The Blessings of Keeping a Journal

Earlier this afternoon I was talking with a friend who has tolerated me for almost forty years. I reminded her that she had met my sister Deb when Deb came to visit shortly after I moved to Eugene. I couldn’t remember the year. 1984? 1985? It’s not that I have forgotten everything; I just have bad organizational skills and can’t retrieve information. Names and Dates. I remember that my mom died on a Tuesday in November in 1972, but I don’t remember the specific date except Richard Nixon was re-elected that date. I remember I had my Kidney removed in 1988. I’m guessing it was May, soccer season. If I do the math, I can figure out when my dad died. It was July.

I am blessed with being able to look things up. At least the early years are printed. Typing was the closest thing I had to a computer. Being hard-wired for hard-copy, I printed my journals. Not only did I print my journals, about two hundred pages a month, but I indexed each month. Talk about time consuming, especially when I had photographs and text that had to be fixed.

And then I became a full-time teacher and gone was the time. It was no longer a matter of no time to clean a document up, but I had no time to write. A forty hour job easily became a sixty to eighty hour a week job. If I had only taught English, my sole credential, forty hours might have done the job, but I had to teach everything. Don’t get me wrong, I was willing and managed to do so for five years, but some things had to give. Bowling and my Journal.

It didn’t take me quite as long to develop a journal routine. Email has really saved the day in that respect since I include emails from everyone into my journal. Most people know. Unfortunately, some take the brunt of my need to write and get rather long-winded emails. Given the chance, I’ll babble. Most of my babbling happens in journals, though blogs sometimes get that treatment when I don’t know when to just shut up or at least stay on the same subject for a paragraph or two.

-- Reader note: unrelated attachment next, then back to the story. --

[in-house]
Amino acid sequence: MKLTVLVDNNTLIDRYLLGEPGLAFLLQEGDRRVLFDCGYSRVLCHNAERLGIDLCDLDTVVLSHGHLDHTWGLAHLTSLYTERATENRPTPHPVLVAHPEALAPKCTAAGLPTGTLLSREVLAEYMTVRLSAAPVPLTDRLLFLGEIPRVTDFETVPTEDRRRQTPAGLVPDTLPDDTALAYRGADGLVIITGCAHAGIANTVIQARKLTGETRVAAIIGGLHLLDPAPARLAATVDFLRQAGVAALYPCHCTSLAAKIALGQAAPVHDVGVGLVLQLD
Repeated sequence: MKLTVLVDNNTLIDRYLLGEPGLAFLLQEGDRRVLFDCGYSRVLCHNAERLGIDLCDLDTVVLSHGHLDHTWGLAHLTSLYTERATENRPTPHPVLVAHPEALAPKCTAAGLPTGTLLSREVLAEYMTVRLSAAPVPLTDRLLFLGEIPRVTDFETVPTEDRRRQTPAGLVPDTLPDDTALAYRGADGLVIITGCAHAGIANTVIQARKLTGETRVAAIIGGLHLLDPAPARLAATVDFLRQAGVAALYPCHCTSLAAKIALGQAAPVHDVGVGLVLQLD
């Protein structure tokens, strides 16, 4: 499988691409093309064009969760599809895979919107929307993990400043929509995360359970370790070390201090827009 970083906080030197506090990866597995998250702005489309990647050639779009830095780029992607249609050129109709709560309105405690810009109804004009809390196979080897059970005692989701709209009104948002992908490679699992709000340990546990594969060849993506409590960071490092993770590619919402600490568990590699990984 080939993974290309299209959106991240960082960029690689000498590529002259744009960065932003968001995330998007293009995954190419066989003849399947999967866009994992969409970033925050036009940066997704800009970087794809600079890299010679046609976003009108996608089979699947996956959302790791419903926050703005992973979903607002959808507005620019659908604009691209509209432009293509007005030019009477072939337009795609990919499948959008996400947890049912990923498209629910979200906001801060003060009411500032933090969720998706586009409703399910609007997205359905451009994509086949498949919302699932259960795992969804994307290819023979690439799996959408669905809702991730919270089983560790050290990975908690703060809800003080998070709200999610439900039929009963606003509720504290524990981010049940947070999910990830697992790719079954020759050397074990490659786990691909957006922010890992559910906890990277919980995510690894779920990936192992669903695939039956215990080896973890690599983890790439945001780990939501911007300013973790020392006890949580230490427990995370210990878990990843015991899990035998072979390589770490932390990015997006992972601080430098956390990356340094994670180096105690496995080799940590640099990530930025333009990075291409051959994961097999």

There is a blessing I feel for having so much of my life written down and that I kept my journals. It took me so much work and discipline to stick with it that it’s the least that I can do to celebrate my persistent nature, though it does help to be obsessive-compulsive.

I remember that my sister Deb visited Eugene, though in retrospect, I think my Dad sent her to check up on me and to report whether I had been abducted by some cult or something and would need intervention.

He was sort of right, but I wouldn’t consider the Wings organization a cult.

But my sister’s visit came before I got my act together. Perhaps I’d remember the year, but since I don’t remember even the year I moved to Oregon, which was the tidal wave in  the events in my life. Overall, in my 57 years, I have been lucky that colossal collisions with the shitty moments in life have been few. Life’s been easier a lot more days than harder, and I have proof. Lots of it.

While standing in front of a narrow bookcase at my early journals, September 1984 jumped out at me. For a brief moment, I got to be with my sister Deb. Saturday, September 1, 1984. 9:53 p.m. (Yes, I am that anal) “Quite a day!” (This is a handwritten entry, and I wouldn’t be surprised if that exclamation point was the only one written in many months. I wrote slowly and hated making mistakes. I would just put a few neat lines through the offending letter. “Deb and I went to Saturday Market and had a good time walking around. I came home with two kittens! Deb wants to call them Bonnie & Clyde. Clyde is a black male and Bonnie is a grey female. They were born the Tuesday after July 11th. Cancer babies. (Before I moved to Eugene, I had no idea what my sign was. Three months later, it became my guiding light.)

It turned out that Bonnie was really a boy; obviously I hadn’t had any feline experience to help identify genders, but Bonnie became Stanley and Clyde became Oliver.

It had taken me a few tries of journaling in a spiral, to finally resort to three-ring binders. To be able to read a letter that my sister Barbara wrote to me thirty-three years ago is such a treat. Yes, I keep everything.

Sometimes I read things that surprise me. I almost named the kittens Ying and Yang. I called them Ying and Yang for a day or two. Then it became Hardy and Laural. Eventually they would become Stanley and Oliver. Mostly I called them grey and black. Ying and Yang were names that settled on a pair many years later, which is still misspelled; they are my current cats. I wonder if Oliver had a different name, he would have been protected from River Road, but a black cat on a busy road didn’t stand much of a chance.

I hope my journals have gotten better over the years, but there are times when I haven’t the slightest idea what I was talking about. I’ve got an entry from September 5, 1984 where there was a person that I had to talk to on the phone, but I don’t say who it is! Maybe the memory will float to the surface, but probably not. The mysterious she.

Sometimes I am surprised that I even made it out of my twenties and thirties. I didn’t always take care of myself. This isn’t an unusual story by any means, but I do feel pride in persevering and hope this will help motivate me to keep pushing on. After all, the alternative isn’t so great.

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